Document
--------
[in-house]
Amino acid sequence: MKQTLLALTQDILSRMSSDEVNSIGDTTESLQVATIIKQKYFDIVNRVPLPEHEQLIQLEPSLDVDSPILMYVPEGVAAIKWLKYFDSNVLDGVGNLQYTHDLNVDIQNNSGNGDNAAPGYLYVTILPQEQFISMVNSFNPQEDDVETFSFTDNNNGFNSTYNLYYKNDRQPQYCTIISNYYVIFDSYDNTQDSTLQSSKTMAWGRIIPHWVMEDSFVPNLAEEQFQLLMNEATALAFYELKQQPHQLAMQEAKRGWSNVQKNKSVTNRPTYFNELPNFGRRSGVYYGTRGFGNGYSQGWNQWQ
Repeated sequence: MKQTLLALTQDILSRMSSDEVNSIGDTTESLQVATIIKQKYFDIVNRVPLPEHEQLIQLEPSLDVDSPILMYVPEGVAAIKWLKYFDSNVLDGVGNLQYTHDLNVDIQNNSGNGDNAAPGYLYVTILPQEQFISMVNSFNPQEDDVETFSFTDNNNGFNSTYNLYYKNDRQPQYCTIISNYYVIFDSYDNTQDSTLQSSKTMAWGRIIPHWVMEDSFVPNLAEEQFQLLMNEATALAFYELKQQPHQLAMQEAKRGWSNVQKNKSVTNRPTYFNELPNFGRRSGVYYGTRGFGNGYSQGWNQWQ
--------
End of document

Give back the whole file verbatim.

[in-house]
Amino acid sequence: MKQTLLALTQDILSRMSSDEVNSIGDTTESLQVATIIKQKYFDIVNRVPLPEHEQLIQLEPSLDVDSPILMYVPEGVAAIKWLKYFDSNVLDGVGNLQYTHDLNVDIQNNSGNGDNAAPGYLYVTILPQEQFISMVNSFNPQEDDVETFSFTDNNNGFNSTYNLYYKNDRQPQYCTIISNYYVIFDSYDNTQDSTLQSSKTMAWGRIIPHWVMEDSFVPNLAEEQFQLLMNEATALAFYELKQQPHQLAMQEAKRGWSNVQKNKSVTNRPTYFNELPNFGRRSGVYYGTRGFGNGYSQGWNQWQ
Repeated sequence: MKQTLLALTQDILSRMSSDEVNSIGDTTESLQVATIIKQKYFDIVNRVPLPEHEQLIQLEPSLDVDSPILMYVPEGVAAIKWLKYFDSNVLDGVGNLQYTHDLNVDIQNNSGNGDNAAPGYLYVTILPQEQFISMVNSFNPQEDDVETFSFTDNNNGFNSTYNLYYKNDRQPQYCTIISNYYVIFDSYDNTQDSTLQSSKTMAWGRIIPHWVMEDSFVPNLAEEQFQLLMNEATALAFYELKQQPHQLAMQEAKRGWSNVQKNKSVTNRPTYFNELPNFGRRSGVYYGTRGFGNGYSQGWNQWQ